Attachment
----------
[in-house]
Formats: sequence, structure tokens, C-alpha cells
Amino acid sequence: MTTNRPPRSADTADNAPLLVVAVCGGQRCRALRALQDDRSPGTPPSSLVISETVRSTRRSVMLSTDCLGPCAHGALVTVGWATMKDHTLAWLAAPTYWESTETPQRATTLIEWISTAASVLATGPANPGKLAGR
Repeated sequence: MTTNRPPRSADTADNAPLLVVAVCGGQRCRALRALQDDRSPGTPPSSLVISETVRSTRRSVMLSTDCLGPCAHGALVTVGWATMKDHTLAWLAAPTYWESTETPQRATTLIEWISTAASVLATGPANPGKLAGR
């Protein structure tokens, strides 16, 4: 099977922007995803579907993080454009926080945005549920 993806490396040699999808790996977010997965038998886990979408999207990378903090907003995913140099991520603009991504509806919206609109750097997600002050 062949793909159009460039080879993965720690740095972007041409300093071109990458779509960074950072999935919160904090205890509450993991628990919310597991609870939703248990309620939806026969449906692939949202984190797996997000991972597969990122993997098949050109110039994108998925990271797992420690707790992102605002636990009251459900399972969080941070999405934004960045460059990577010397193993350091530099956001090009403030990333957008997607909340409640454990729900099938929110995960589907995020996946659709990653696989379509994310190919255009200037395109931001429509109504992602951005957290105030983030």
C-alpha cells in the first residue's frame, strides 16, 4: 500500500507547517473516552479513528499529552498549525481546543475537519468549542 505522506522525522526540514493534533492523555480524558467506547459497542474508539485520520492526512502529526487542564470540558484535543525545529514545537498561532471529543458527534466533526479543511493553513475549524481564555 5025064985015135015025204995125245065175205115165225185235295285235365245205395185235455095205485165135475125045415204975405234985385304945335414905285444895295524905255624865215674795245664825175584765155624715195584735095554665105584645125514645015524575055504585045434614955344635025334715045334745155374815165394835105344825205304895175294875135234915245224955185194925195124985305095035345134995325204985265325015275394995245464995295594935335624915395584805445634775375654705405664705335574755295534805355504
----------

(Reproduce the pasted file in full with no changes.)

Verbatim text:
[in-house]
Formats: sequence, structure tokens, C-alpha cells
Amino acid sequence: MTTNRPPRSADTADNAPLLVVAVCGGQRCRALRALQDDRSPGTPPSSLVISETVRSTRRSVMLSTDCLGPCAHGALVTVGWATMKDHTLAWLAAPTYWESTETPQRATTLIEWISTAASVLATGPANPGKLAGR
Repeated sequence: MTTNRPPRSADTADNAPLLVVAVCGGQRCRALRALQDDRSPGTPPSSLVISETVRSTRRSVMLSTDCLGPCAHGALVTVGWATMKDHTLAWLAAPTYWESTETPQRATTLIEWISTAASVLATGPANPGKLAGR
């Protein structure tokens, strides 16, 4: 099977922007995803579907993080454009926080945005549920 993806490396040699999808790996977010997965038998886990979408999207990378903090907003995913140099991520603009991504509806919206609109750097997600002050 062949793909159009460039080879993965720690740095972007041409300093071109990458779509960074950072999935919160904090205890509450993991628990919310597991609870939703248990309620939806026969449906692939949202984190797996997000991972597969990122993997098949050109110039994108998925990271797992420690707790992102605002636990009251459900399972969080941070999405934004960045460059990577010397193993350091530099956001090009403030990333957008997607909340409640454990729900099938929110995960589907995020996946659709990653696989379509994310190919255009200037395109931001429509109504992602951005957290105030983030």
C-alpha cells in the first residue's frame, strides 16, 4: 500500500507547517473516552479513528499529552498549525481546543475537519468549542 505522506522525522526540514493534533492523555480524558467506547459497542474508539485520520492526512502529526487542564470540558484535543525545529514545537498561532471529543458527534466533526479543511493553513475549524481564555 5025064985015135015025204995125245065175205115165225185235295285235365245205395185235455095205485165135475125045415204975405234985385304945335414905285444895295524905255624865215674795245664825175584765155624715195584735095554665105584645125514645015524575055504585045434614955344635025334715045334745155374815165394835105344825205304895175294875135234915245224955185194925195124985305095035345134995325204985265325015275394995245464995295594935335624915395584805445634775375654705405664705335574755295534805355504